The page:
Saturday, January 4, 2020

January 4, 1967 -- International Amphitheater Arson Fire

January 4, 1967 –A fire is discovered in the south end of the International Amphitheater at Forty-Third and Halsted Streets at 9:00 p.m. with the initial alarm quickly upgraded to a 5-11 alarm fire with two specials.  It takes two hours to bring the blaze under control as 2,000 people stand on the east side of Halsted Street, watching the flames that shoot out of the building’s second story windows. The main section of the building is saved, but the 12-year-old addition known as Donovan Hall is extensively damaged.  Chief Investigator for the Fire Department arson unit, Edmund Voliquet, says the fire is “definitely an arson job.” [Chicago Tribune, January 5, 1967] The International Amphitheater opened at the end of 1934 after its predecessor burned to the ground in May of that year in one of the largest fires in the city’s history, a blaze that spread over eight city blocks and caused eight million dollars in damage.  The 1934 fire is pictured above.

January 4, 1946 – Brigadier General John T. Pierce, commanding general at Fort Sheridan, announces that the North Shore army post has processed 217,707 men and women during 1945, handling the transition from military to civilian life for individuals at the rate of 1,400 a day.  The post has handled 196,633 enlisted men, 21,756 officers and 9,328 members of the Women’s Army Corps.  The busiest month was October, during which 43,001 men and women were processed.  With a maximum amount of time for the handling of paperwork approaching no more than 48 hours the base expects to work at this rate seven days a week for at least several more months.

January 4, 1913 -- Two big events that would have major consequences in the way Chicago moved through the twentieth century. First, U. S. Secretary of War Henry L. Stimson approves the double-deck bridge on Michigan Avenue that would furnish a boulevard link between the north and south sides of the city. (See Photo for what the area looked like in 1915, five years before the bridge was completed.) AND Circuit Court Judge Lockwood HonorĂ© enters an order confirming agreements that would give the city the riparian property between 53rd Street and 55th Street, leaving only two small tracts between Grant Park and Jackson Park to which the public had no clear title. Ride along this route on a bright, sunny summer's day and think about how huge this was.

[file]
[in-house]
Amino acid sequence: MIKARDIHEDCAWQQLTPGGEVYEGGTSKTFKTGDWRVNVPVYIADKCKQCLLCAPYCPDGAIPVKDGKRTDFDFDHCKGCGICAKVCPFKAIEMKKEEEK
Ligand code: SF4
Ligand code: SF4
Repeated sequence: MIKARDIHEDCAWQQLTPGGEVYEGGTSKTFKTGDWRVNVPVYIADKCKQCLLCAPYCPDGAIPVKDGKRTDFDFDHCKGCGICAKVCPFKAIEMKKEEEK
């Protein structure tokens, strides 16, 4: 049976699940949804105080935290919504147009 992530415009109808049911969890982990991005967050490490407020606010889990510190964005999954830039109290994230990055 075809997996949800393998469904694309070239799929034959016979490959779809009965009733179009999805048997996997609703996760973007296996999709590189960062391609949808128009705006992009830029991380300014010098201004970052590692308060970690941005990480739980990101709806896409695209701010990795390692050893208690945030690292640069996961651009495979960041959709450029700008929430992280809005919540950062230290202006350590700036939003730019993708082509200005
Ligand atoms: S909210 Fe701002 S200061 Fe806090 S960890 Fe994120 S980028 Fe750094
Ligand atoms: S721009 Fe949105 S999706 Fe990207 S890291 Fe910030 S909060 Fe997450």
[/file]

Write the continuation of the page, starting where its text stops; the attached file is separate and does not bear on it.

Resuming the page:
January 4, 1898 – A committee of the Chicago Commercial Association and three members of the South Park Board of Commissioners spend two hours at the Union League Club, discussing the possibility of building a permanent exposition building on the Lake Front Park (today’s Grant Park) east of the Illinois Central right-of-way.   The bulk of the time was spent debating whether the South Park Board has the power to acquire title to the submerged land necessary for the structure.  One commissioner asserts that a contractor has already been lined up to do the work of filling in the necessary segment of the lake from the south side of Jackson Boulevard to Congress Street and eastward to the breakwater, a total area of 900 feet by 1,300 feet.  Another commissioner says, “I expect to see the permanent exposition building completed in the Lake Front Park before the end of 1899 and in time to enable Chicago to secure the big political conventions of the following year.  I believe such an enterprise could be made to pay a profit of $250,000 a year.” [Chicago Daily Tribune, January 5, 1898]  The idea, of course, never got beyond the discussion phase. It was doomed as soon as Montgomery Ward heard about it.  His response comes less than two weeks later as can be seen in this entry in Connecting the Windy City.  Yet, it is one more reminder of how close the city came to having a lakefront crowded with structures of all descriptions in what is now arguably the city’s finest attraction.  The site of the proposed exposition center is pictured above.

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